As the story of Rahab and the spies in Joshua 2 continues, we get a deeper look at what faith is… perhaps gaining a perspective that isn’t celebrated as much as it should be.
The story continues and indicates that faith is obedience. In a world where belief and obedience can be two very separate entities, the Scriptures indicated belief without obedience is simply folly. We see faith play out as obedience for the spies and Rahab both.
For the spies:
Going into the land would have been a pointedly obedient act—they would have had knowledge of the last time an expedition had been made into the land and would recall the resulting report—
Num 13 (TNIV)
31 But the men who had gone up with him said, “We can’t attack those people; they are stronger than we are.” 32 And they spread among the Israelites a bad report about the land they had explored. They said, “The land we explored devours those living in it. All the people we saw there are of great size. 33 We saw the Nephilim there (the descendants of Anak come from the Nephilim). We seemed like grasshoppers in our own eyes, and we looked the same to them.”
Entering into the land was an act of obedience—allowing their belief that the land was theirs from God and He was indeed leading them to play out in action, even though that meant life might get messy.
Most of us will only believe/obey someone or something if we have a well-rounded understanding of who is directing us or what it is that we will be obeying in. The spies had that—they had been travelling in the desert where they had been recipients of supernatural food, of leadership in the form of fire pillars and clouds, and had been directed by the very prominent human leader of their people.
But Rahab didn’t have any of this well-rounded understanding of what it meant to obey. Her obedience comes from an incomplete picture… and this, I believe, is part of why she is seen as a woman of great faith:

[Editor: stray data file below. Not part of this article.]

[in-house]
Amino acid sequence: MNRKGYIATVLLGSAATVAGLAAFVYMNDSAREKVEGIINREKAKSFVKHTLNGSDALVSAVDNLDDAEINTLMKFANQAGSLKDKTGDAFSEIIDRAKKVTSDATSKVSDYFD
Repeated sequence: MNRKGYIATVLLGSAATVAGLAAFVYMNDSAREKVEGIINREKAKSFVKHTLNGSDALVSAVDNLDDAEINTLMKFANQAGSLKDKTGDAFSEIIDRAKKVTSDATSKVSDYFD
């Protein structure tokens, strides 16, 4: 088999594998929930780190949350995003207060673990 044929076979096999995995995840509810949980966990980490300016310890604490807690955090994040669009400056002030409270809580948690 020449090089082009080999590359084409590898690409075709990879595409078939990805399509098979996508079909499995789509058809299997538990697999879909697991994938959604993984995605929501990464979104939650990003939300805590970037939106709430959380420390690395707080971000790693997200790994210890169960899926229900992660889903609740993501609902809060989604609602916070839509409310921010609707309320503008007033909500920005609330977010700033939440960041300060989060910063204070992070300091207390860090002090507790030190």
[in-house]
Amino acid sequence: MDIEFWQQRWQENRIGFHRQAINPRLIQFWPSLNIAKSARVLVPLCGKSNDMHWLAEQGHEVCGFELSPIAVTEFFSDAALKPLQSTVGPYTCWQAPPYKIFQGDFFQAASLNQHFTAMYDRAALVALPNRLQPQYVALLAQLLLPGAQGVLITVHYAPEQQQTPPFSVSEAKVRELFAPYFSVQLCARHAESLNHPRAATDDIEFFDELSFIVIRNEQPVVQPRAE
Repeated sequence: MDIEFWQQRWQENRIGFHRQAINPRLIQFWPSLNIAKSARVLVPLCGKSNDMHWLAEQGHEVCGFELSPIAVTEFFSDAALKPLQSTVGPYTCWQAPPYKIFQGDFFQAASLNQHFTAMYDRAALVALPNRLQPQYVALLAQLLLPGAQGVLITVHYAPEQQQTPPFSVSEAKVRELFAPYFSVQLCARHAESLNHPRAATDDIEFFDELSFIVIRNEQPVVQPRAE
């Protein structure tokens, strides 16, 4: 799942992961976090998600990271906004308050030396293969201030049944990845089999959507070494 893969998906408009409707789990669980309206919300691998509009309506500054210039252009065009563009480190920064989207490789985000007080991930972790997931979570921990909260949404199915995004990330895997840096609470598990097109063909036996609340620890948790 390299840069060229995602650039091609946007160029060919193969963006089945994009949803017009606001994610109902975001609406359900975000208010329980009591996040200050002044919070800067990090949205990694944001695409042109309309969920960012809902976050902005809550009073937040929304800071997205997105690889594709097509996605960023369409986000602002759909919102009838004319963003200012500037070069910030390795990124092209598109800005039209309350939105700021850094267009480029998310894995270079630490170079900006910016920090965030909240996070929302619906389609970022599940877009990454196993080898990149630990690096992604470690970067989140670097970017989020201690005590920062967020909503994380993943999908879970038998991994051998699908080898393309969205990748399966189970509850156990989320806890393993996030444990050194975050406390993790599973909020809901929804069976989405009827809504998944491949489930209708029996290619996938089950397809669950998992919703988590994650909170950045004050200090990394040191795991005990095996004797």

8 Before the spies lay down for the night, she went up on the roof 9 and said to them, “I know that the LORD has given this land to you and that a great fear of you has fallen on us, so that all who live in this country are melting in fear because of you. 10 We have heard how the LORD dried up the water of the Red Sea for you when you came out of Egypt, and what you did to Sihon and Og, the two kings of the Amorites east of the Jordan, whom you completely destroyed. 11 When we heard of it, our hearts melted in fear and everyone’s courage failed because of you, for the LORD your God is God in heaven above and on the earth below.
12 “Now then, please swear to me by the LORD that you will show kindness to my family, because I have shown kindness to you. Give me a sure sign 13 that you will spare the lives of my father and mother, my brothers and sisters, and all who belong to them—and that you will save us from death.”
There’s no indication here that Rahab has ‘converted’ (for more on this, see The IVP Bible Background Commentary, which is one of my very favorite resources). Simply put, she has found someone stronger than her deities, someone that she knows she should be afraid of… and she asks for help.
In the passage, note how she asks the spies to swear by the LORD. “LORD” in capitals means the Hebrew word there is YHWH; the sacred name of God. Get this: all Rahab knew was God’s name and that he is strong. Rahab risks her life for the lives of the spies… and would be obedient in what they later instruct her to do even though she only knows a little part of what is going on.
There are times when we can relate very well to Rahab: we find our heart ‘melting in fear’ because of what we’re facing. And in those situations we think, ‘I don’t have faith enough.’ In those times, it is especially important to remember that all we really need to know is his name (he invites us to call him ‘Father’) and to recognize his strength, allowing this knowledge to fuel our belief and obedience.
But here’s something even more incredible: Rahab’s great faith points to Jesus by pointing us to his redemptive activity. We do not celebrate Rahab because of Rahab or because of her obedience, but because of the testimony her life is of God’s activity and hope. In the same way, our ‘great faith’ isn’t about us but about the Giver of faith—the one to whom all obedience is due.
Great faith is seen in obedience even when we don’t understand. It’s seen in obedience even when ‘obedience’ means doing something messy. But I am comforted to know ‘great faith’ can mean calling out for help even as my heart melts in fear. My prayer is that I would be a man of great faith both when I understand and when I don’t; that I would be a man of great faith when I am facing the impossible; that I would be obedient in the ‘big’ things and in those that seem insignificant.
Today, I am facing the impossible. Today, my heart wants to melt in fear. Today, it seems that tomorrow will never come. Today, I don’t know what my obedience will mean.
But I know His Name and that He is strong. And, today, that is enough.